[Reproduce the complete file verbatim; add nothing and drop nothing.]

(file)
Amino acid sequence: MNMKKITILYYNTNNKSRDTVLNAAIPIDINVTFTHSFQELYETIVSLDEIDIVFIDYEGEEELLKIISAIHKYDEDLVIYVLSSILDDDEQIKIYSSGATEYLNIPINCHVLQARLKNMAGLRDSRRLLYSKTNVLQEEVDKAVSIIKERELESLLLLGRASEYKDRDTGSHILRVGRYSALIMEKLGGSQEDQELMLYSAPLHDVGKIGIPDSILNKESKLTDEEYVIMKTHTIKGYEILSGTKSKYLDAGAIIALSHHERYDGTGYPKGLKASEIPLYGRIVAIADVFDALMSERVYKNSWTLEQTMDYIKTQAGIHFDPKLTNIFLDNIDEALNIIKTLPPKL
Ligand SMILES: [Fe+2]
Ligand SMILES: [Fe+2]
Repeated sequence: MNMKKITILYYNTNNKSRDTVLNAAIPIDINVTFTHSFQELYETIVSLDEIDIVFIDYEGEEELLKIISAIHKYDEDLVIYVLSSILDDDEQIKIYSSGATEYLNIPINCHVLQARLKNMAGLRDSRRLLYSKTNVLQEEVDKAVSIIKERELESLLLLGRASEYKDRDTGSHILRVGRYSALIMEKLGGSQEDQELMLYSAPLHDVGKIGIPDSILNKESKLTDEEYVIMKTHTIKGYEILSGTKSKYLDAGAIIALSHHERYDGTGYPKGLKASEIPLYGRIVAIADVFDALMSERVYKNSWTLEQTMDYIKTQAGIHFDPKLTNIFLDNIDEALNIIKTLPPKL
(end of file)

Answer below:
Amino acid sequence: MNMKKITILYYNTNNKSRDTVLNAAIPIDINVTFTHSFQELYETIVSLDEIDIVFIDYEGEEELLKIISAIHKYDEDLVIYVLSSILDDDEQIKIYSSGATEYLNIPINCHVLQARLKNMAGLRDSRRLLYSKTNVLQEEVDKAVSIIKERELESLLLLGRASEYKDRDTGSHILRVGRYSALIMEKLGGSQEDQELMLYSAPLHDVGKIGIPDSILNKESKLTDEEYVIMKTHTIKGYEILSGTKSKYLDAGAIIALSHHERYDGTGYPKGLKASEIPLYGRIVAIADVFDALMSERVYKNSWTLEQTMDYIKTQAGIHFDPKLTNIFLDNIDEALNIIKTLPPKL
Ligand SMILES: [Fe+2]
Ligand SMILES: [Fe+2]
Repeated sequence: MNMKKITILYYNTNNKSRDTVLNAAIPIDINVTFTHSFQELYETIVSLDEIDIVFIDYEGEEELLKIISAIHKYDEDLVIYVLSSILDDDEQIKIYSSGATEYLNIPINCHVLQARLKNMAGLRDSRRLLYSKTNVLQEEVDKAVSIIKERELESLLLLGRASEYKDRDTGSHILRVGRYSALIMEKLGGSQEDQELMLYSAPLHDVGKIGIPDSILNKESKLTDEEYVIMKTHTIKGYEILSGTKSKYLDAGAIIALSHHERYDGTGYPKGLKASEIPLYGRIVAIADVFDALMSERVYKNSWTLEQTMDYIKTQAGIHFDPKLTNIFLDNIDEALNIIKTLPPKL